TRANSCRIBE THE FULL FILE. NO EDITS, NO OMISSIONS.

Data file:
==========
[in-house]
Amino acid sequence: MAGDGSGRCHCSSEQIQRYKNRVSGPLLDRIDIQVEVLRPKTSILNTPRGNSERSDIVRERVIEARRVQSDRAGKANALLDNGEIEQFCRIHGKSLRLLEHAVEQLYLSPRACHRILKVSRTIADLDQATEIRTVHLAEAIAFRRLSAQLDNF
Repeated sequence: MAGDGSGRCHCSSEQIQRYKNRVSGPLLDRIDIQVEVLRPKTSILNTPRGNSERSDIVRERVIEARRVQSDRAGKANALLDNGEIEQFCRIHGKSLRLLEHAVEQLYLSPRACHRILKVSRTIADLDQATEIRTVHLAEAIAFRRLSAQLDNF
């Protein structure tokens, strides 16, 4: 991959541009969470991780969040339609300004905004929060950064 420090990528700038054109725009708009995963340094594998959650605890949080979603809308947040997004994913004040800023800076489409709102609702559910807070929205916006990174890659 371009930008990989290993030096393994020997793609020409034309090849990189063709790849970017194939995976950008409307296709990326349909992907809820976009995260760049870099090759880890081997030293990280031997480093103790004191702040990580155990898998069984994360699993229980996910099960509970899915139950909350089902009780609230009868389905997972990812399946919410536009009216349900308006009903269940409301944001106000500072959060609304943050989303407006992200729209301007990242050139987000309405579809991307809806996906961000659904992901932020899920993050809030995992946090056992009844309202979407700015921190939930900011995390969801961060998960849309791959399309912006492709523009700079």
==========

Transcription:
[in-house]
Amino acid sequence: MAGDGSGRCHCSSEQIQRYKNRVSGPLLDRIDIQVEVLRPKTSILNTPRGNSERSDIVRERVIEARRVQSDRAGKANALLDNGEIEQFCRIHGKSLRLLEHAVEQLYLSPRACHRILKVSRTIADLDQATEIRTVHLAEAIAFRRLSAQLDNF
Repeated sequence: MAGDGSGRCHCSSEQIQRYKNRVSGPLLDRIDIQVEVLRPKTSILNTPRGNSERSDIVRERVIEARRVQSDRAGKANALLDNGEIEQFCRIHGKSLRLLEHAVEQLYLSPRACHRILKVSRTIADLDQATEIRTVHLAEAIAFRRLSAQLDNF
């Protein structure tokens, strides 16, 4: 991959541009969470991780969040339609300004905004929060950064 420090990528700038054109725009708009995963340094594998959650605890949080979603809308947040997004994913004040800023800076489409709102609702559910807070929205916006990174890659 371009930008990989290993030096393994020997793609020409034309090849990189063709790849970017194939995976950008409307296709990326349909992907809820976009995260760049870099090759880890081997030293990280031997480093103790004191702040990580155990898998069984994360699993229980996910099960509970899915139950909350089902009780609230009868389905997972990812399946919410536009009216349900308006009903269940409301944001106000500072959060609304943050989303407006992200729209301007990242050139987000309405579809991307809806996906961000659904992901932020899920993050809030995992946090056992009844309202979407700015921190939930900011995390969801961060998960849309791959399309912006492709523009700079």